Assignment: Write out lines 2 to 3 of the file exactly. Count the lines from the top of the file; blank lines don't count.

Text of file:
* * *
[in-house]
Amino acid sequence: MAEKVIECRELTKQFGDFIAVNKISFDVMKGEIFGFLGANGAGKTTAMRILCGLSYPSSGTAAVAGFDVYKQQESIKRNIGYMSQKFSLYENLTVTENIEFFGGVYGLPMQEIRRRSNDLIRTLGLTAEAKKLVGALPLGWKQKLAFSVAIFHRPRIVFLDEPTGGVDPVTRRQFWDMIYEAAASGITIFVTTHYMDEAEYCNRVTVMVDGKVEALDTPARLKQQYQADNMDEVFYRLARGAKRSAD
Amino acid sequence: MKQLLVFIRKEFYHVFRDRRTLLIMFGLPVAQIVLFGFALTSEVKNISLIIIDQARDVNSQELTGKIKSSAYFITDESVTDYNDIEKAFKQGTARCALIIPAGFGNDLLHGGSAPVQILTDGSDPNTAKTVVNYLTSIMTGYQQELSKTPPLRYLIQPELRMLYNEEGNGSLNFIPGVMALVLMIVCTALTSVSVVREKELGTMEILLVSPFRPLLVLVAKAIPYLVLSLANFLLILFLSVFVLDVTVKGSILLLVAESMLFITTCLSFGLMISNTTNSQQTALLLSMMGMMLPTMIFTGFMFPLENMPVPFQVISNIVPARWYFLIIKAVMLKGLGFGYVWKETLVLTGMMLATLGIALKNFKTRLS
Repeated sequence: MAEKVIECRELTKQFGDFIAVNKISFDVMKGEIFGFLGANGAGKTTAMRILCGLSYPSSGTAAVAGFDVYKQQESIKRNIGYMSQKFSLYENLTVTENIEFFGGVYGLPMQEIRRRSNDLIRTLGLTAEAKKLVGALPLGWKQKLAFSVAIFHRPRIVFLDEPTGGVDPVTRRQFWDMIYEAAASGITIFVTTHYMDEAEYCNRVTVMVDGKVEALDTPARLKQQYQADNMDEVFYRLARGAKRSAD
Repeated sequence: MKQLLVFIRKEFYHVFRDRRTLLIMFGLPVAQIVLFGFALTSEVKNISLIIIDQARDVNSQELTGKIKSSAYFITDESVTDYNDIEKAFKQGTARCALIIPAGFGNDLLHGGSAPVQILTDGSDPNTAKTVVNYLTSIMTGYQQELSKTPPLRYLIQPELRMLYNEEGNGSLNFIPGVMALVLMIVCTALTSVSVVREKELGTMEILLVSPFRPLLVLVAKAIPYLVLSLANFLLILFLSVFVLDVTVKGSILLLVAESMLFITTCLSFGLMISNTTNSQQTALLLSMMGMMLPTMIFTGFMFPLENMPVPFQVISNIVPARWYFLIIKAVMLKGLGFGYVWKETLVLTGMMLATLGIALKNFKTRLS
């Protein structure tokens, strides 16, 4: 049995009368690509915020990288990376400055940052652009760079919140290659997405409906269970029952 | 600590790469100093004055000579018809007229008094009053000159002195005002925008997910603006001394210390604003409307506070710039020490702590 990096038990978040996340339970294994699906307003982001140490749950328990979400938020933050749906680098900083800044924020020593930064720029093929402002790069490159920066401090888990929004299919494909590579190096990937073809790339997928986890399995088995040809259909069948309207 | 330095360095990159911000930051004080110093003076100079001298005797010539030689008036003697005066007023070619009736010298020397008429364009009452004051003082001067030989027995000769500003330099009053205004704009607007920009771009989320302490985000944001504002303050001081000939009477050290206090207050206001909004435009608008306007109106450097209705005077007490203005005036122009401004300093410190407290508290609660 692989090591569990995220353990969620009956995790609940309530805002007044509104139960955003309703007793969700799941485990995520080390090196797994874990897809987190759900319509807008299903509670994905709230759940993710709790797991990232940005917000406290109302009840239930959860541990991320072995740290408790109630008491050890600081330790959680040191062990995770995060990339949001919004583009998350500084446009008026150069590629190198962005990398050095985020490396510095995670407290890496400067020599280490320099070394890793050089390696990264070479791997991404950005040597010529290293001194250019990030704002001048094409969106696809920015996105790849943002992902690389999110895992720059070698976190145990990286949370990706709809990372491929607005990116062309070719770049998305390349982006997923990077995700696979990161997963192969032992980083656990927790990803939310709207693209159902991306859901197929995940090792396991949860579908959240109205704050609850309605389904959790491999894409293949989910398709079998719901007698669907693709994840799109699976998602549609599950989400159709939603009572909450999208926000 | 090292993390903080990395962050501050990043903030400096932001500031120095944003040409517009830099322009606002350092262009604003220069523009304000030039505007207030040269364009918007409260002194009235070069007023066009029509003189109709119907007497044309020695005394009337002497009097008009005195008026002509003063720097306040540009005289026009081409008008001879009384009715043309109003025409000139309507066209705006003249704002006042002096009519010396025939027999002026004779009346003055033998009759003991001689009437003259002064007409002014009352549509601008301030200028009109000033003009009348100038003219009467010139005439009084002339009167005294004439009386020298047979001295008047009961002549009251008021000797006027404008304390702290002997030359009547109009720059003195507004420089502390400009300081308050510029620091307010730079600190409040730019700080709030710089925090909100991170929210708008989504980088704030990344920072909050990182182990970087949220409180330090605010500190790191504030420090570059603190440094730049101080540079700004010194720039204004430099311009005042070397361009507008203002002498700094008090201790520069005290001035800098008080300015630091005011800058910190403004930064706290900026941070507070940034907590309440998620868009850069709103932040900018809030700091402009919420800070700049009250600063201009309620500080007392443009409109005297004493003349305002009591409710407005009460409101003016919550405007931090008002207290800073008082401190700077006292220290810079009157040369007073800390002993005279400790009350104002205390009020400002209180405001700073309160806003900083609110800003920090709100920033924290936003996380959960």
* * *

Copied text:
Amino acid sequence: MAEKVIECRELTKQFGDFIAVNKISFDVMKGEIFGFLGANGAGKTTAMRILCGLSYPSSGTAAVAGFDVYKQQESIKRNIGYMSQKFSLYENLTVTENIEFFGGVYGLPMQEIRRRSNDLIRTLGLTAEAKKLVGALPLGWKQKLAFSVAIFHRPRIVFLDEPTGGVDPVTRRQFWDMIYEAAASGITIFVTTHYMDEAEYCNRVTVMVDGKVEALDTPARLKQQYQADNMDEVFYRLARGAKRSAD
Amino acid sequence: MKQLLVFIRKEFYHVFRDRRTLLIMFGLPVAQIVLFGFALTSEVKNISLIIIDQARDVNSQELTGKIKSSAYFITDESVTDYNDIEKAFKQGTARCALIIPAGFGNDLLHGGSAPVQILTDGSDPNTAKTVVNYLTSIMTGYQQELSKTPPLRYLIQPELRMLYNEEGNGSLNFIPGVMALVLMIVCTALTSVSVVREKELGTMEILLVSPFRPLLVLVAKAIPYLVLSLANFLLILFLSVFVLDVTVKGSILLLVAESMLFITTCLSFGLMISNTTNSQQTALLLSMMGMMLPTMIFTGFMFPLENMPVPFQVISNIVPARWYFLIIKAVMLKGLGFGYVWKETLVLTGMMLATLGIALKNFKTRLS